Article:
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This is how loud a typical day is

how loud is a typical day?


How loud is a typical day?

After I suffered Sudden Sensorineural Hearing Loss I lost all the hearing in my left ear. I already had severe hearing loss in my right ear, due to otosclerosis so, after the sudden deafness, I struggled to hear anything except loud, high-pitched noises – such as fire alarms and sirens. Once I was fitted with a Phonak CROS hearing aid, however, I was reintroduced to the world of sound, and with it, the world of noise.

Which made me wonder… how loud is a typical day? And could a typical day loud enough to cause hearing damage?

Morning

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I wake up to the flash of the alarm on my iPhone. (For those of us with hearing loss, there’s no point having an alarm that makes a sound, as we aren’t able to hear it.) The noise in my quiet bedroom room measures 44dB.

I cough (87dB), then I get up and nip to the loo. Flushing the toilet registers 84dB.

I go downstairs to let our dog, Tilly out. As I wait for her to come back in, I run the tap (85dB) and put the kettle on to boil (82dB). I pour water from the kettle into a cup (52dB), and open the door of the refrigerator (65dB).

Then, I empty the dishwasher and put away the items, which make the following sounds:

  • Crockery/Dishes  (89dB)
  • Cutlery (91dB)
  • Glasses clinking together (94dB)

I pop some bread in the toaster and it makes a kind of ‘ticking’ sound as the control knob rotates. (70dB)

I go for my shower (93 dB)then I dry my hair using the hairdryer (95dB).

Afternoon

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As I prepare to take Tilly for a walk I notice it’s a really windy day. I’m surprised to see that the app says the wind noise has peaked at a whopping 90dB.

I walk past my husband who is using a petrol-powered hedge-trimmer to trim the hedge (97dB). (He always wears ear protection whilst doing this.)

A car goes past, but with the noise from the wind and power tool, the gauge doesn’t register any higher dB reading.

After our walk, Tilly retires to her bed while I do a spot of housework.

Our cordless vacuum cleaner has three settings – (82/85/88dB). I switch on the washing machine. Unsurprisingly, it doesn’t make a lot of noise because I specifically chose it because it scored highly in terms of its quiet rating. (64dB)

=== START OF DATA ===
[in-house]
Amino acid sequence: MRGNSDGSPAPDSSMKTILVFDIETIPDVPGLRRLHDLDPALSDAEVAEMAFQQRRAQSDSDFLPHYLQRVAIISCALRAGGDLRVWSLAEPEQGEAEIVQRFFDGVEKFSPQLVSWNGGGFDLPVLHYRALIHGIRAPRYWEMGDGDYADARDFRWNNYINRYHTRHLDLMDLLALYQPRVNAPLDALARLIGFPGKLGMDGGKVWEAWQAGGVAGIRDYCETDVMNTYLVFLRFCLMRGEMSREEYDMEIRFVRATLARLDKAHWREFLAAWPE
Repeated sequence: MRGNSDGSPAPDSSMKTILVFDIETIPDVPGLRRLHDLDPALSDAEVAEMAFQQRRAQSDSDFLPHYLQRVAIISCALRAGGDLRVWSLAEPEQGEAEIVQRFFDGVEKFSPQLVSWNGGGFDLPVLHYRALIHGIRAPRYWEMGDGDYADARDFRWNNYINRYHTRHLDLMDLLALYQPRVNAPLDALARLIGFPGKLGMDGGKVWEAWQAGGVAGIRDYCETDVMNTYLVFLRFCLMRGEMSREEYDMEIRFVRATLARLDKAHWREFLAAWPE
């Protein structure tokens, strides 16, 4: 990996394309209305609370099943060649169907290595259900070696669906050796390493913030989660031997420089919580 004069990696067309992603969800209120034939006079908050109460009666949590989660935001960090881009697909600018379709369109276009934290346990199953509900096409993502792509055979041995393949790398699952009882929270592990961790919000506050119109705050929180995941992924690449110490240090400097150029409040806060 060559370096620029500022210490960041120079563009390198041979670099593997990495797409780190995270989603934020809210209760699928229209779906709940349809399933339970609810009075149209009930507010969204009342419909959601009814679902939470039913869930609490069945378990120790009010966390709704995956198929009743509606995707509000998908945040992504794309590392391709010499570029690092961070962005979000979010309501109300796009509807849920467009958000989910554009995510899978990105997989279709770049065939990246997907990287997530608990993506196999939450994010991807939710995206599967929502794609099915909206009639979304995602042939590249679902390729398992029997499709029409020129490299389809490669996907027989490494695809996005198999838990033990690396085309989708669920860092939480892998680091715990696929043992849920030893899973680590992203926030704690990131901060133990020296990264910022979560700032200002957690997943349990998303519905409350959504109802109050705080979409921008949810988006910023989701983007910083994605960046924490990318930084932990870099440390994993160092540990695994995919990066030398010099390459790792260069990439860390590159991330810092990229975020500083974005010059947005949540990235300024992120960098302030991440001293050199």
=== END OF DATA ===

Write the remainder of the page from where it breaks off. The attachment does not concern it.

Later that afternoon, we go out in the car. I’m in the passenger seat (so that I can safely use the decibel-measuring app). Travelling with the windows closed measured 82db. When my husband speaks, the rating goes up to 87dB. But, with the driver and passenger’s window open, the sound level shoots up to 99dB. Closing the windows and having a talk radio show on measures 90dB.

We go to meet a friend in a hotel bar. I’ve particularly chosen this as the meeting place because it has thick carpets and curtains and there is no background noise, which is great for people with hearing loss. It’s a comfortable 75dB and only peaks at 85dB when someone laughs. The dining room is also nice and quiet and measures between 75 and 85dB throughout the meal.

Evening

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Back home, I catch up on some emails. The tap of the keyboard measures between 47 and 68dB.

Later, I cook our evening meal. The stove hood extractor has three settings –  76, 78, 82dB. I opt for the quietest of the three.

After dinner, we watch a show on the television. It peaks at 84dB.

Why Noise Matters in your Daily Life

Knowing the common noises in your life and their decibel levels will help you assess when your ears need a break or need protection.

Sounds louder than 85 dB can cause permanent hearing loss.  According to the National Institute for Occupational Safety and Health, the maximum exposure time at 85 dBA is eight hours, but at 110 dBA, the maximum exposure time is one minute and 29 seconds.

The loudest sound I was exposed to on this particular day, was the traffic noise when in the car with the windows open, which registered 99dB. The hedge-trimmer was the second loudest sound I encountered at 97dB.

Read more: 10 Small Changes You Can Make to Save Your Hearing 

If you feel like activities in your day are too loud, the most important thing is to listen to what your ears are telling you! If you start hearing or experiencing rushing or whistling sounds in your ears or head it is a sign that you should give your ears a rest, allow yourself a day of peace and quiet, or turn the volume down.

Why not try measuring the sound levels of your day? I used the Decibel 10th app, but there are many others on the market. How loud is your day?

Angie Aspinall on LinkedinAngie Aspinall on Twitter
Angie Aspinall
Phonak hEARo, Angie is a freelance journalist, copywriter, website designer and social media consultant. (www.aspinallink.co.uk) She lives in Scotland with her husband Richard, and their Westie, Tilly. Angie was diagnosed with Otosclerosis in her right ear at the age of 30. In 2011, she suffered sudden profound hearing loss in her left ear. She now uses a Phonak CROS II with a Phonak Audéo V hearing aid. You can follow Angie's international discussion group #HearingLossHour on Twitter @hearinglosshour.

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